All-girl hijab band gets uncritical reception from media that don't get theology

It’s hard not to do a double take when a photo in the New York Times shows a girl wearing a hijab and wailing away on an electric guitar.

Performing as a rock musician isn’t something most Muslim girls do, even in Indonesia, where the story is set and Islam is less strict than in certain Middle Eastern countries.

But there is one religious factor that all the reporters, from various publications who’ve covered the story, have missed. See if you can find it in this article.

JAKARTA, Indonesia — The three teenage girls — shy and even seeming slightly embarrassed as they peer out from their Islamic head scarves — do not look much like a heavy metal band.
But a dramatic change occurs when they take the stage. All pretense of shyness or awkwardness evaporates as the group — two 17-year-olds and one 15-year-old — begin hammering away at bass, guitar and drums to create a joyous, youthful racket.
They are Voice of Baceprot, a rising band in Indonesia, a country where heavy metal is popular enough that the president is an avowed fan of bands like Metallica and Megadeth.
But beyond blowing away local audiences with their banging music, the three girls are also challenging entrenched stereotypes about gender and religious norms in the world’s most-populous Muslim-majority nation.

The girls, we learn, wish to prove they can be observant Muslims while playing loud music and wearing hijabs while doing so. In response, they’ve received plenty of death threats for not acting submissive. Also,

Beyond the death threats, they also dealt with a more prosaic form of disapproval: “Our school principal is a conservative Muslim, and he says music is ‘haram,’” or forbidden under Islam.

An important factoid was glossed over there. After perusing the Times article, plus similar pieces on the band done by, NPR and the Guardian, there was one thing they all didn’t mention. It has everything with why religious leaders oppose their appearances and with whether Muslim women should sing at all.

Remember the above quote about music being "haram?" There are a lot of prohibitions against any kind of singing in public, especially by women, for whom singing is considered sexually enticing and thereby forbidden. I looked up several online Islamic resources and all of them said that women are prohibited from singing, much less singing in pop bands. This includes even folk songs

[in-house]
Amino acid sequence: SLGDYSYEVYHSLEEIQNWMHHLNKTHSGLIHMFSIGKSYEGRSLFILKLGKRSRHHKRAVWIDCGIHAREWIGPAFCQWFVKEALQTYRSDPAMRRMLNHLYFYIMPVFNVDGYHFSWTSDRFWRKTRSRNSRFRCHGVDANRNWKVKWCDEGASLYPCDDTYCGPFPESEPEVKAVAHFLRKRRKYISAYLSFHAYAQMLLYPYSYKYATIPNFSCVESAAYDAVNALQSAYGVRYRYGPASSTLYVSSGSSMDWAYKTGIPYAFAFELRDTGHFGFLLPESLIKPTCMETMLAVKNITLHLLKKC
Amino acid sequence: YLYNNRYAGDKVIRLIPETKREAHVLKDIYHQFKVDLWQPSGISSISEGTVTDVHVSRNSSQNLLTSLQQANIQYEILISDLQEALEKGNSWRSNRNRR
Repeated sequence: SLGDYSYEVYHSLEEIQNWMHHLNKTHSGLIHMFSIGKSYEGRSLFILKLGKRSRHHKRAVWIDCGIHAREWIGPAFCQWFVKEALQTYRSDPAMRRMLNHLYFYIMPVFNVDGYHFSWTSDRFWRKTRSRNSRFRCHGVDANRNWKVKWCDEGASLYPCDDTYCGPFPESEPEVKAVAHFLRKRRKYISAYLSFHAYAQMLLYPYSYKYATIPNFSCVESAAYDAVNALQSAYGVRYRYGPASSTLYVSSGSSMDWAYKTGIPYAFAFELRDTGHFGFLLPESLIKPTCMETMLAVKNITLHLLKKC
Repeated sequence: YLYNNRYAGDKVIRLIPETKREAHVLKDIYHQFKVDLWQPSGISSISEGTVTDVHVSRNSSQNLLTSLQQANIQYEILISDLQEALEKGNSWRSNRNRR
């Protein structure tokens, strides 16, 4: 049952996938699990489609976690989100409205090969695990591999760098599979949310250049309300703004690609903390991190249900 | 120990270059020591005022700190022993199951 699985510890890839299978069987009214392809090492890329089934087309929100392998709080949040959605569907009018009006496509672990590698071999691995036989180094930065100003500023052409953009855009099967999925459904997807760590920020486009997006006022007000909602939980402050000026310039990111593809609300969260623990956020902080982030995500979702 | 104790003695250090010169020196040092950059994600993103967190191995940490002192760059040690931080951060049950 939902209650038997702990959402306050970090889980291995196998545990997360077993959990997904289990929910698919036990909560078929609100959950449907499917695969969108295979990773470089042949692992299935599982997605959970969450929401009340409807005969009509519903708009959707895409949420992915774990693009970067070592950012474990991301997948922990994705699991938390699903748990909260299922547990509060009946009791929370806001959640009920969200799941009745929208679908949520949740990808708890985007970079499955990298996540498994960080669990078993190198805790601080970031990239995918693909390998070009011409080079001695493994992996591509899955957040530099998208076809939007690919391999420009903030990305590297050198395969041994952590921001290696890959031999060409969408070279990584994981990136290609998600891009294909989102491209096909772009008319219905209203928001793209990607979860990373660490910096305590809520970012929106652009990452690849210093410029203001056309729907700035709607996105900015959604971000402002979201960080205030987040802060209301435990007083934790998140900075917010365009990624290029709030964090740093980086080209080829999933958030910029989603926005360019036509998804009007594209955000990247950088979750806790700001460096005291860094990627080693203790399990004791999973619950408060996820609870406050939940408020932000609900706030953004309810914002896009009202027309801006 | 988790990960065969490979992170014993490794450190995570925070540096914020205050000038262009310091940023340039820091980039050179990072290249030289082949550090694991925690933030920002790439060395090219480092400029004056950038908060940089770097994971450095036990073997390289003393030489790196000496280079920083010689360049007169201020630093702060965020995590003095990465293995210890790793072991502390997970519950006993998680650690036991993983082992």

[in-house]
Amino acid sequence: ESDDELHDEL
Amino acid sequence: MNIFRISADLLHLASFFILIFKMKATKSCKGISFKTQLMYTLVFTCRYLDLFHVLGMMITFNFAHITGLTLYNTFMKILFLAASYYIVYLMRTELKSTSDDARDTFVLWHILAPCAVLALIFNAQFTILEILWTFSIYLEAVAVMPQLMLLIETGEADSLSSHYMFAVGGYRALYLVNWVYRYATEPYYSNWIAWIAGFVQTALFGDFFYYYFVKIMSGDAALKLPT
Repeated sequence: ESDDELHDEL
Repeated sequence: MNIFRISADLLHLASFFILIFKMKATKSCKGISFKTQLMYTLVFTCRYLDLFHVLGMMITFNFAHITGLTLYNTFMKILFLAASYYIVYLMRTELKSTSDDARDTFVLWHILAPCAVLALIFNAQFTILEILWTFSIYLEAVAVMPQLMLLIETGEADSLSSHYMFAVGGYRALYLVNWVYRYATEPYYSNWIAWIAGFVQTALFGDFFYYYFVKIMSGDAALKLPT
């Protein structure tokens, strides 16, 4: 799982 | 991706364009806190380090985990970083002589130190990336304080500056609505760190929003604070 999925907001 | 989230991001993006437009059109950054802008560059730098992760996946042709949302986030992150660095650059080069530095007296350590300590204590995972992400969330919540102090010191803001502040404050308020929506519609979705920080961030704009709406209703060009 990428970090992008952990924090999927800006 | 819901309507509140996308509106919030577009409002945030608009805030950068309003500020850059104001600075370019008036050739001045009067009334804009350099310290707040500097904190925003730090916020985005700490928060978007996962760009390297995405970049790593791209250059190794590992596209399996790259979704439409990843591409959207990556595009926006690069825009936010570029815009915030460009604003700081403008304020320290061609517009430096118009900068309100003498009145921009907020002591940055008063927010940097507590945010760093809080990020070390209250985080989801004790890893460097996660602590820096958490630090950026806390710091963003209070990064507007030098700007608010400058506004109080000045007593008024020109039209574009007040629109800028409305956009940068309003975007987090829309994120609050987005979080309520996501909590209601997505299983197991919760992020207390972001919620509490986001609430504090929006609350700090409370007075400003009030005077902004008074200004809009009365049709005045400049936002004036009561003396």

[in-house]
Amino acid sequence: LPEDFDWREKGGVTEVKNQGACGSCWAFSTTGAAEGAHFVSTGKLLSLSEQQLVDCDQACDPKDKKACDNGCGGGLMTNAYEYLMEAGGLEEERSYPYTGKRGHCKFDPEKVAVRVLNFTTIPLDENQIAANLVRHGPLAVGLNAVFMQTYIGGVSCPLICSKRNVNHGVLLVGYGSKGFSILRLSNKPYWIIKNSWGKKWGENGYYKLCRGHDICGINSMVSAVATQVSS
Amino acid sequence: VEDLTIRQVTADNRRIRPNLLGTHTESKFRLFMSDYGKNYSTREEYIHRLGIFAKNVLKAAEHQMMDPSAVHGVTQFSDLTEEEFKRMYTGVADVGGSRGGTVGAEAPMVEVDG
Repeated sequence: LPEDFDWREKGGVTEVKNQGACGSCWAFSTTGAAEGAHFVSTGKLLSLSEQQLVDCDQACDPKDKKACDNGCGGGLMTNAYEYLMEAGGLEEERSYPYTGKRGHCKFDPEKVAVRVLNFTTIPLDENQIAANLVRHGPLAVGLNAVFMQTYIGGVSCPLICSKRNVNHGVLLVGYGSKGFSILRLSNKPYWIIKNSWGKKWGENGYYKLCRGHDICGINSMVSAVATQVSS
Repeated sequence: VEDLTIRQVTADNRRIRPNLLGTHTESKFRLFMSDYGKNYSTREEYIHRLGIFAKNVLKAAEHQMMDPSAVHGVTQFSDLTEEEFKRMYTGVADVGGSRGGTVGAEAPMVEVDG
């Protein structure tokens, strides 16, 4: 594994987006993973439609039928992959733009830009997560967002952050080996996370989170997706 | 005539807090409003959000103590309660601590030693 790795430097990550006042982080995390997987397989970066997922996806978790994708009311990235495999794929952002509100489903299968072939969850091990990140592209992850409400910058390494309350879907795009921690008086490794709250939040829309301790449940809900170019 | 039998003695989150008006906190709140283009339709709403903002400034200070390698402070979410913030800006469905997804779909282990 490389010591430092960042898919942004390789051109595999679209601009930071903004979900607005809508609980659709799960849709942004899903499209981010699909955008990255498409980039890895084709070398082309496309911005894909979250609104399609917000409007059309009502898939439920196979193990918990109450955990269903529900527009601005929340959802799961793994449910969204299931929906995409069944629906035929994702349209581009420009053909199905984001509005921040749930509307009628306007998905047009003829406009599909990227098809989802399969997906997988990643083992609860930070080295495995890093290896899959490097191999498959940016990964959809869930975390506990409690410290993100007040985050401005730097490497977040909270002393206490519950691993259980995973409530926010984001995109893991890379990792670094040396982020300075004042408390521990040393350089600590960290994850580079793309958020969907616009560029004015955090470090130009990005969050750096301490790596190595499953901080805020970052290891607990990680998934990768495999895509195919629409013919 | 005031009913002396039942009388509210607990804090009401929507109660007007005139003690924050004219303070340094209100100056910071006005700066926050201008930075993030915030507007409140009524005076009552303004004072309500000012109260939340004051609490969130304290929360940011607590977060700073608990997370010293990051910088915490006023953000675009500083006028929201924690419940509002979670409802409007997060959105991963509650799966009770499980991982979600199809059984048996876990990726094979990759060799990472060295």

I’m not sure how this band gets around such rules, which are ignored in many other Muslim-majority countries, such as Egypt where there are plenty of female vocalists. Some may be Christian but most are probably Muslim. There's even stirrings in Iran among female vocalists, so Quran or not, these women are going to sing. 

Still, I am curious as to how this Indonesian band gets around this prohibition. Articles on this group say they fight against the assumption that women must be submissive, but there’s no explanation of the theology that would forbid girls to be in bands. In fact, there’s not a whole lot in the Times piece about how the band members do observe their faith, other than wearing hijabs.

The Guardian did mention the band making their way through Ramadan without drinking any water. And this piece in refers to women in hijabs ordinarily not being allowed to sing and about how some of the opposition has been violent. 

So to say that many Indonesian Muslims believe that Quran-observing women must be quiet and submissive, hence one can’t play in a rock band, are missing the point. There’s actual theological reasons for their beliefs and it has to do with the inherent sexuality they believe all music contains.

I understand the reporters who did these stories aren’t religion specialists, but were this, say, a sports or politics story, would a good reporter have left out a major underlying reason for what the people involved are doing? Of course not, yet the religious reasons against this rock band aren’t discussed.

As for the New York Times reporter, I am wondering if he grasped the issue. For instance, he includes these two paragraphs.

Jay Subyakto, the event’s creative director, said he booked Voice of Baceprot to give them a national stage to prove a point to their detractors.
“It’s like saying art is un-Islamic,” he said. “I, and I think many other Indonesians, want to see lesser-known bands who are young, have a good ideology and have amazing lyrics in their songs.”

This makes no sense, because figurative art is considered un-Islamic or at least greatly frowned upon. The reporter hadn’t a clue about the facts of this debate.

Theology matters, doesn’t it? 

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